Abandoned but not forgotten

Photo by Harrison Haines on Pexels.com

7 “For a brief moment I abandoned you, but with deep compassion I will bring you back. 8 In a surge of anger I hid my face from you for a moment, but with everlasting kindness I will have compassion on you”, says the Lord your Redeemer. Isaiah 54:7 NIV

One of God’s characteristics is that He is slow to anger. The opposite is that He is quick to show mercy. This is a Biblical concept. It’s not just any kind of mercy – it is an everlasting mercy.

The flip side is that just because He is slow to anger and quick to show mercy doesn’t mean that we can take Him for granted. Remember that God did not spare the physical nation of Israel – God’s chosen people – when they persisted in their ungodly ways. The northern kingdom of Israel was destroyed and its citizens taken captive to Assyria in 722 BCE. After that, more than 100 years later the southern kingdom of Judah was taken captive by king Nebuchadnezzar of Babylon.

Romans 11:19-22 encapsulates the principle: 19 Then you will say, “Branches were broken off so that I might be grafted in.” 20 That is true. They were broken off because of their unbelief, but you stand fast through faith. So do not become proud, but fear. 21 For if God did not spare the natural branches, neither will He spare you. 22 Note then the kindness and the severity of God: severity toward those who have fallen, but God’s kindness to you, provided you continue in His kindness. Otherwise you too will be cut off. (ESV)

Abandoned in order to be disciplined
Sometimes we felt abandoned when God temporarily hides His face from us. When troubles afflict us, when problems appear to be bigger than our capacity to solve them and we are in distress and God seems to be silent.

In the case of the kingdom of Judah, they were taken as captives and remained in Babylon for 70 years. God’s people were scattered in different nations of the Babylonian empire and have lost their national identity. No matter how and what they prayed, God seemed silent. Can you relate? Throughout this time, God’s people endured the discipline. Discipline is not pleasant, even if it’s godly. But godly discipline produces godliness in character.

Have you experience a temporary abandonment? By parents, by loved ones, or by the people you trusted? What did you do when you were alone and the world around you seem to have fallen apart? What did you learn from that experience?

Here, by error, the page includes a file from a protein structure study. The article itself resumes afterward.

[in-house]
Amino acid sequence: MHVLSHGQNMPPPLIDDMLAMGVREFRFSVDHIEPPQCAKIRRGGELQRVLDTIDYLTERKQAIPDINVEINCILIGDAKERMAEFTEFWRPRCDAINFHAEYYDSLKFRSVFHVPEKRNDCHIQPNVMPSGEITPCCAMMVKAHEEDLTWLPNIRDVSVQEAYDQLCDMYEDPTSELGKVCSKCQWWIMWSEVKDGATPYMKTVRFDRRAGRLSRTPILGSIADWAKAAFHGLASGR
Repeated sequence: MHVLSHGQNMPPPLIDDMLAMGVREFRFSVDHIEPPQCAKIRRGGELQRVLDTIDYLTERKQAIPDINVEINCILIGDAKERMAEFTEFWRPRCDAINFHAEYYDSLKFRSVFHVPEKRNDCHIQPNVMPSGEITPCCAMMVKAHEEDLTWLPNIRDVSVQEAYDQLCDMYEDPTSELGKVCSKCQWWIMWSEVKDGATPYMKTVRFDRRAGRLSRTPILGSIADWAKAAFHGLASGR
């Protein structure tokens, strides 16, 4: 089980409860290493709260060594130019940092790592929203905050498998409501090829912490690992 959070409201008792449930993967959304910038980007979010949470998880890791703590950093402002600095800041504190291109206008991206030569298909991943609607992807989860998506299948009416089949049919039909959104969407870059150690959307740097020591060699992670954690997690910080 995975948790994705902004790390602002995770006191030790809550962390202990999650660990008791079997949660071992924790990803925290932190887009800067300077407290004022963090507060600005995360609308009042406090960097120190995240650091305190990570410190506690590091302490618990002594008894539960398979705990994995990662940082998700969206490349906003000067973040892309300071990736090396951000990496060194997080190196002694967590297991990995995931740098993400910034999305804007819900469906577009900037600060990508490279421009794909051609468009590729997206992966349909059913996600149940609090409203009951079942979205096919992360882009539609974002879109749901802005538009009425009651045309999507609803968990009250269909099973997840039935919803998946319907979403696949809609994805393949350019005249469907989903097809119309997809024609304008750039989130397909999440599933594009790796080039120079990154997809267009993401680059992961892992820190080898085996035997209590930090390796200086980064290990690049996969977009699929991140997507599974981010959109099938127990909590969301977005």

God will bring back His people to Himself
7 “For a brief moment I abandoned you, but with deep compassion I will bring you back. 8 In a surge of anger I hid my face from you for a moment, but with everlasting kindness I will have compassion on you”, says the Lord your Redeemer.

In verse 7, God declared that He will bring us back. Not because of our own merit, or righteousness. But because of His everlasting kindness, His endless mercy. A time will come when God will gather once again His children in one place so they can worship Him in Spirit and in truth. In verse 8, God said that He will have compassion on us, His love will heal our pain.

Have you experience suffering? Physically, Emotionally, Spiritually, Financially? How do you compare your own suffering with the suffering of others that you know? How do you compare your own suffering with the sufferings of Jesus Christ on the cross?

In this life we will experience temporary affliction, but we need to trust in the LORD. If we are wandering away, then we need to repent and return back to God. He promised that He will have everlasting compassion on us and will give us eternal consolation. There will be times that God seemed to have abandoned us, but we can be certain God has not forgotten us. Although God cannot undo a bad past, He will certainly prepare a good future for His children.

19 comments

Leave a Reply

Fill in your details below or click an icon to log in:

WordPress.com Logo

You are commenting using your WordPress.com account. Log Out /  Change )

Google photo

You are commenting using your Google account. Log Out /  Change )

Twitter picture

You are commenting using your Twitter account. Log Out /  Change )

Facebook photo

You are commenting using your Facebook account. Log Out /  Change )

Connecting to %s

This site uses Akismet to reduce spam. Learn how your comment data is processed.